Long-term clinical outcome of atrial isomerism after univentricular repair.J Card Surg. 2009 Jan-Feb; 24(1):19-23.JC
We retrospectively reviewed the long-term outcome of atrial isomerism patients after Fontan completion.
Since 1972, 58 patients underwent a palliative procedure prior to the Fontan-type operation. Twenty-eight out of 58 patients could not reach Fontan-type operation. Twenty-five patients underwent Fontan-type operation, and 12 of them expired less than five years after the Fontan completion. Eleven patients survived more than five years after the Fontan completion and were identified as long-term survivors. The mean follow-up period was 13+/-5 years.
During follow-up period, four of the 11 patients expired. The actuarial survival rates at 10, 15, and 20 years after univentricular repair (UVR) were 100%, 71.4%, and 53.6%, respectively. The significant predictors of long-term survival by univariate analysis were the staged strategy (p=0.019), total cavo-pulmonary connection with extracardiac conduit (p=0.019), and the absence of postoperative common atrioventricular valve regurgitation (p=0.040). Six out of the seven present survivors showed New York Heart Association class I activity. All present survivors' mean percutaneous oxygen saturation, mean pulmonary arterial pressure, pulmonary capillary wedge pressure, single ventricular end diastolic volume index, and single ventricular ejection fraction were 88.8+/-6.8%, 11.0+/-2.6 mmHg, 5.8+/-2.0 mmHg, 104+/-37 mL/m2, and 52.0+/-6.5%, respectively.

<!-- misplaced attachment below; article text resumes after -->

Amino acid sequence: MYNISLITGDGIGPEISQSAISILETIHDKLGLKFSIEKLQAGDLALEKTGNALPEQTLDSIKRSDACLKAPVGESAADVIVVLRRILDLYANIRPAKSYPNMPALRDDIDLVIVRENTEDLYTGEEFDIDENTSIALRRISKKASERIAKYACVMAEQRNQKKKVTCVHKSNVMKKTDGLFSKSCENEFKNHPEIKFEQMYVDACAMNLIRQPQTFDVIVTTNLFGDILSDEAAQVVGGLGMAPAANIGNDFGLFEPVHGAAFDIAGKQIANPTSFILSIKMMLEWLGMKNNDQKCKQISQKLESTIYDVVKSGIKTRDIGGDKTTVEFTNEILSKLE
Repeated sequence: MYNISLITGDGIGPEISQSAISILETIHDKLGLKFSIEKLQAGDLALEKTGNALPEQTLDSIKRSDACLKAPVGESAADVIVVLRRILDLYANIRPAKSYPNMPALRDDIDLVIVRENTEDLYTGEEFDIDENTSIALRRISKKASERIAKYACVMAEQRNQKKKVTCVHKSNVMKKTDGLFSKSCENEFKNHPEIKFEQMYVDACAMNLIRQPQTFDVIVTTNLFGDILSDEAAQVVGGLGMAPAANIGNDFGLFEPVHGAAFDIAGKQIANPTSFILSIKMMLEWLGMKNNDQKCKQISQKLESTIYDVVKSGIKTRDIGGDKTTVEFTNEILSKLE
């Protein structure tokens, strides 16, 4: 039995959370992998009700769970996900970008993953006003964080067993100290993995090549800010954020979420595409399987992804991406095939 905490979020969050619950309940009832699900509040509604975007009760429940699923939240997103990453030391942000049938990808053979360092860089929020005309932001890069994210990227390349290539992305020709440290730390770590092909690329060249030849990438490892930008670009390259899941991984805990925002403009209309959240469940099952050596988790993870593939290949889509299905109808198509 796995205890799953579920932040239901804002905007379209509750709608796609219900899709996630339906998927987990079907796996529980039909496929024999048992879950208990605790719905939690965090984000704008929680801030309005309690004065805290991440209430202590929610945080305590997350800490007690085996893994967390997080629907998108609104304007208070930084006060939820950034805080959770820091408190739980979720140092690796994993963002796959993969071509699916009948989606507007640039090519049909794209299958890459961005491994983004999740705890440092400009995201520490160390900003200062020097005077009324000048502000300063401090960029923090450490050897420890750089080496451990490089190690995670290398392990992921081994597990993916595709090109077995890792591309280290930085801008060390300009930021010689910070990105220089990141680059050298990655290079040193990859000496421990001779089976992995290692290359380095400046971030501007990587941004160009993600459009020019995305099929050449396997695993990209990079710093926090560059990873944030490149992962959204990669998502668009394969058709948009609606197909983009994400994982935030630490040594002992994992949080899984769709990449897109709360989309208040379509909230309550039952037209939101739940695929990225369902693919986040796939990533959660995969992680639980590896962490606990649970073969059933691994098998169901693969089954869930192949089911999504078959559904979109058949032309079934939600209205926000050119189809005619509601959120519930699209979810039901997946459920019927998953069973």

There are still life-threatening problems 10 years after the UVR. However, the excellent performance status of the present long-term survivors suggests that these problems can all be overcome by the present strategies established for the Fontan-type operation.